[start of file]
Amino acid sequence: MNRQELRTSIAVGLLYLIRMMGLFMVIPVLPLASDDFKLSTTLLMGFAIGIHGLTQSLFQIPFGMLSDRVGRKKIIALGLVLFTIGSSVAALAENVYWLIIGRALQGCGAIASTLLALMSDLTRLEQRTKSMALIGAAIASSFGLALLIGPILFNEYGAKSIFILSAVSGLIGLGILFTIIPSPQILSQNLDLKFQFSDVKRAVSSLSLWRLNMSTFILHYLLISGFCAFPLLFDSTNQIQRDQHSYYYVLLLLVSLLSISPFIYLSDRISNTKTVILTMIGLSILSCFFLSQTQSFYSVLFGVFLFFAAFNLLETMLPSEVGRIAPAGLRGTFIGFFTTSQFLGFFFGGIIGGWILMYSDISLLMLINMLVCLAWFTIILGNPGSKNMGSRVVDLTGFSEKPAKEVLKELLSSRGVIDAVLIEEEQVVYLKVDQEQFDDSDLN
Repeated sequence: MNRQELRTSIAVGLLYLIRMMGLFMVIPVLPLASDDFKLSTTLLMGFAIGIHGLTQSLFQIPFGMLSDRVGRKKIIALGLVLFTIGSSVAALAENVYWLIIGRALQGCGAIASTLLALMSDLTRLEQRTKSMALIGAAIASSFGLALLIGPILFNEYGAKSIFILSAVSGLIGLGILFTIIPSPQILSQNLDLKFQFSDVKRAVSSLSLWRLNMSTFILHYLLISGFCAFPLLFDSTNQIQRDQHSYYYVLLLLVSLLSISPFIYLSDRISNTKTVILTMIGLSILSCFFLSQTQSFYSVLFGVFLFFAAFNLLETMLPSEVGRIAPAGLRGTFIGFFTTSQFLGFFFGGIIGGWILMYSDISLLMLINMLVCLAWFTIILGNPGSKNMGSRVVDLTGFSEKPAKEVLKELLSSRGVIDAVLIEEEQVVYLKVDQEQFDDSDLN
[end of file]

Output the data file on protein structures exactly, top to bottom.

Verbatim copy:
Amino acid sequence: MNRQELRTSIAVGLLYLIRMMGLFMVIPVLPLASDDFKLSTTLLMGFAIGIHGLTQSLFQIPFGMLSDRVGRKKIIALGLVLFTIGSSVAALAENVYWLIIGRALQGCGAIASTLLALMSDLTRLEQRTKSMALIGAAIASSFGLALLIGPILFNEYGAKSIFILSAVSGLIGLGILFTIIPSPQILSQNLDLKFQFSDVKRAVSSLSLWRLNMSTFILHYLLISGFCAFPLLFDSTNQIQRDQHSYYYVLLLLVSLLSISPFIYLSDRISNTKTVILTMIGLSILSCFFLSQTQSFYSVLFGVFLFFAAFNLLETMLPSEVGRIAPAGLRGTFIGFFTTSQFLGFFFGGIIGGWILMYSDISLLMLINMLVCLAWFTIILGNPGSKNMGSRVVDLTGFSEKPAKEVLKELLSSRGVIDAVLIEEEQVVYLKVDQEQFDDSDLN
Repeated sequence: MNRQELRTSIAVGLLYLIRMMGLFMVIPVLPLASDDFKLSTTLLMGFAIGIHGLTQSLFQIPFGMLSDRVGRKKIIALGLVLFTIGSSVAALAENVYWLIIGRALQGCGAIASTLLALMSDLTRLEQRTKSMALIGAAIASSFGLALLIGPILFNEYGAKSIFILSAVSGLIGLGILFTIIPSPQILSQNLDLKFQFSDVKRAVSSLSLWRLNMSTFILHYLLISGFCAFPLLFDSTNQIQRDQHSYYYVLLLLVSLLSISPFIYLSDRISNTKTVILTMIGLSILSCFFLSQTQSFYSVLFGVFLFFAAFNLLETMLPSEVGRIAPAGLRGTFIGFFTTSQFLGFFFGGIIGGWILMYSDISLLMLINMLVCLAWFTIILGNPGSKNMGSRVVDLTGFSEKPAKEVLKELLSSRGVIDAVLIEEEQVVYLKVDQEQFDDSDLN